A large chunk of northeastern Minnesota—including Duluth and Grand Marais—might have become part of Canada if it hadn’t been for the inaccurate, error-laden Mitchell Map of 1755.
That’s the map used by peace negotiators in the Treaty of Paris 1783, which ended the American Revolutionary War, gave British recognition to the U.S. as a free, sovereign and independent nation, and set the boundary lines between the U.S. and British North America (today’s Canada).
Early negotiations to set the boundaries were somewhat chaotic between the two countries. For example, U.S. negotiator Benjamin Franklin suggested the crazy idea that Britain simply cede all of Canada to the U.S., and the British negotiator happily agreed, but the idea didn’t get support back in Great Britain. Though no surveys were done and no fur-trading merchants familiar with the geography were consulted, the treaty—using the map—drew a boundary line from Atlantic Ocean to Lake of the Woods describing the Lake Superior and west section as:
“….Thence from Lake Superior northward of the Isles Royal & Phelipeaux, to the Long Lake; thence through the middle of said Long Lake, and the water communication between it and the Lake of the Woods, thence through the said Lake to the most Northwestern point thereof, & from thence on the due west Course to the River Mississippi…”
In his book Minnesota’s Boundary with Canada: Its Evolution Since 1783, author William E. Lass writes,
“Had their knowledge of geography been accurate, they would almost certainly have brought the boundary through Lake Superior to the St. Louis River and then west, probably from the head of that river, to the northern sources of Mississippi. In effect, the use of Mitchell’s map saved the Mesabi and Vermilion iron ranges for Minnesota…”
But there were major problems with both the map and Treaty test, like the map’s distorted Lake Superior and its ghost island “Phelipeaux” and mysterious Long Lake. Inaccurate locations for misshapen Lake of the Woods and Mississippi River. Plus the Treaty of Paris itself presented puzzles with its confusing language, like where was the location of Long Lake and “Phelipeaux”. Which river route was the ‘water communication’ to Lake of the Woods? Where was the northwesternmost point of Lake of the Woods? And how could the Mississippi River—which was to be the western boundary of the U.S.—be west of Lake of the Woods (it’s south)?
At the time, the Mitchell Map of 1755 was the most comprehensive detailed map of North America. Printed on eight sheets, it measured 4 feet, 6 inches (136 cm) by 6 feet, 5 inches (195 cm) and was created by Virginian-born John Mitchell, a doctor who was neither a mapmaker nor geographer; rather living in England, he drew his map using extensive trove of reports, records and archives.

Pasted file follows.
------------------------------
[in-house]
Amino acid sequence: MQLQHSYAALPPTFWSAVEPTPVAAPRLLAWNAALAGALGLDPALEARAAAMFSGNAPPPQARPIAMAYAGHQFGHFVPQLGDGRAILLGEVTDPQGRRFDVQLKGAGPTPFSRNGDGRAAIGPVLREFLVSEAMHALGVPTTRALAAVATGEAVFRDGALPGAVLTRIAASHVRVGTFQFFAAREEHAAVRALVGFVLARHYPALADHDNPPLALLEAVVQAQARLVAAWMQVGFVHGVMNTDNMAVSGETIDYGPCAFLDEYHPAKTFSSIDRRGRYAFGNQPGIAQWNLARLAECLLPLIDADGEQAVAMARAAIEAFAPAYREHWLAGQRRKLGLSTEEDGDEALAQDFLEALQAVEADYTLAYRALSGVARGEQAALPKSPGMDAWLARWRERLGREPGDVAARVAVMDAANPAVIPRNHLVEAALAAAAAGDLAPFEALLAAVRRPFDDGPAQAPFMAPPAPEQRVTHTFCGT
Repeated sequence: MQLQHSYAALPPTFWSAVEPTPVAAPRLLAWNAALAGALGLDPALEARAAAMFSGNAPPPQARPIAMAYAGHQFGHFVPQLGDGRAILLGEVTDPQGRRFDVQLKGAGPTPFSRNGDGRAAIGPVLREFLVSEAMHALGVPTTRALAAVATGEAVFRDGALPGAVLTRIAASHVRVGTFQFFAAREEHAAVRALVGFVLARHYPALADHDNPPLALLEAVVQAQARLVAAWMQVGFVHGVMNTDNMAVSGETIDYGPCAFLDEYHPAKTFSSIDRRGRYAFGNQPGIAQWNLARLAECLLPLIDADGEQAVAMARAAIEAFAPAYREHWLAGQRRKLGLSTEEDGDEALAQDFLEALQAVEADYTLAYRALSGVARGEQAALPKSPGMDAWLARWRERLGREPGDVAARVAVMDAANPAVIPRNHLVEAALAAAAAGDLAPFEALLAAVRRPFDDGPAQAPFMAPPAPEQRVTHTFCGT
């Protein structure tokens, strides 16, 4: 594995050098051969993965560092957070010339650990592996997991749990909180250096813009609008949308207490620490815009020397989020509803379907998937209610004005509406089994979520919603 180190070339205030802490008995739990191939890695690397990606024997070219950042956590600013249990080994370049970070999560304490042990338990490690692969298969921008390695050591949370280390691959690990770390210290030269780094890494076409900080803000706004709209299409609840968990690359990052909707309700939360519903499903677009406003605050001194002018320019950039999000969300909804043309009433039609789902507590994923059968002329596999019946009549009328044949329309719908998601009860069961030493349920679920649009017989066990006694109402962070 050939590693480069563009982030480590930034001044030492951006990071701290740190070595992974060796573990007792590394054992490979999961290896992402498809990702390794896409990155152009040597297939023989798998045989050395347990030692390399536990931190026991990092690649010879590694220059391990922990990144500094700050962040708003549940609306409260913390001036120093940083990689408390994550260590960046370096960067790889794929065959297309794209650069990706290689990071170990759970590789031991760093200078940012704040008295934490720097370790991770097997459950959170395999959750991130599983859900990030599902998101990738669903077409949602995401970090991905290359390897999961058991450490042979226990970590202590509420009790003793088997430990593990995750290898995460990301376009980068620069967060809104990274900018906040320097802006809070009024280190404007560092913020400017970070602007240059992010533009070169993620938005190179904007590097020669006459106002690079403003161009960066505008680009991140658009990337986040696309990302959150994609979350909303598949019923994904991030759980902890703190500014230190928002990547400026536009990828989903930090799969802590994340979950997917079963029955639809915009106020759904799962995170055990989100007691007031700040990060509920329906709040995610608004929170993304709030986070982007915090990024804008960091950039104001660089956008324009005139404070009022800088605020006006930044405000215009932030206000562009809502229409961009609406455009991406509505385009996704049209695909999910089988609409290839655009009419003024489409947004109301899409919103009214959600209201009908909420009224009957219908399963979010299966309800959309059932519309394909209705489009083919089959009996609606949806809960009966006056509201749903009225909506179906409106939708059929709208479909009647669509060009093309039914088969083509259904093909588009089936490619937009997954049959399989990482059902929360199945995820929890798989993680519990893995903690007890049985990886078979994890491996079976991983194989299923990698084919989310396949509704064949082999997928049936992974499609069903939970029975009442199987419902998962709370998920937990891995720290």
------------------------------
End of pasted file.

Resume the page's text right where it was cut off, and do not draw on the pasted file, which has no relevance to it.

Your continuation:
It wasn’t until 31 years with the signing of another treaty—this time the Treaty of Ghent 1814 to end the War of 1812 between U.S. and Great Britain—that both countries began to address the boundary puzzles by establishing joint boundary commissions to do surveys to arbitrate all boundary issues. The British boundary commissioners included the famous fur-trader/mapmaker and astronomer David Thompson, who had already mapped much of Minnesota and Canada for the North West Company (NWC).
In his book, Laas writes (p. 41) “Survey was important because Isle Royale was explicitly named in the peace treaty [Treaty of Paris], which dictated that any boundary through Lake Superior was to stay north of the island, thus it was thought such a line might directly point to elusive Long Lake.” (By this treaty, Isle Royale became American, not Canadian.)
One of the joint commission tasks was to identify “Long Lake” and the “northwesternmost point” of Lake of the Woods, and then recommend which would be the river boundary route (the water communication) from Long Lake to Lake of the Woods.
Thompson felt Long Lake was the St. Louis estuary near today’s Duluth; the British then claimed the St. Louis-Vermilion boundary river route, putting much of northeastern Minnesota, including Duluth and Grand Marais, into Canadian territory. Not surprisingly, the Americans selected the Kaministiquia River as the “Long Lake” start of the river boundary, which would put America’s claim territory north up to today’s Thunder Bay. And the third option was the Grand Portage-Pigeon River route to Rainy Lake. However, the joint boundary commission failed to agree upon the river boundary line between Lake Superior and Lake of the Woods.
Finally, in 1842, the river route boundary was finalized when the U.S. convinced Great Britain that the Grand Portage-Pigeon River route was the right “water communication” boundary as described in the 1783 Treaty of Paris. And with the signing of the 1842 Webster-Ashburton Treaty, both the Arrowhead Region—which includes Duluth and Grand Marais—and Lake Vermilion became part of the U.S., not Canada.
The Treaty of Paris 1783 also set up the conditions for creation of Minnesota’s North West Angle, the ‘northwesternmost point’ on Lake of the Woods, which is accessible by road only by going through Canada first—but that’s a story for another time.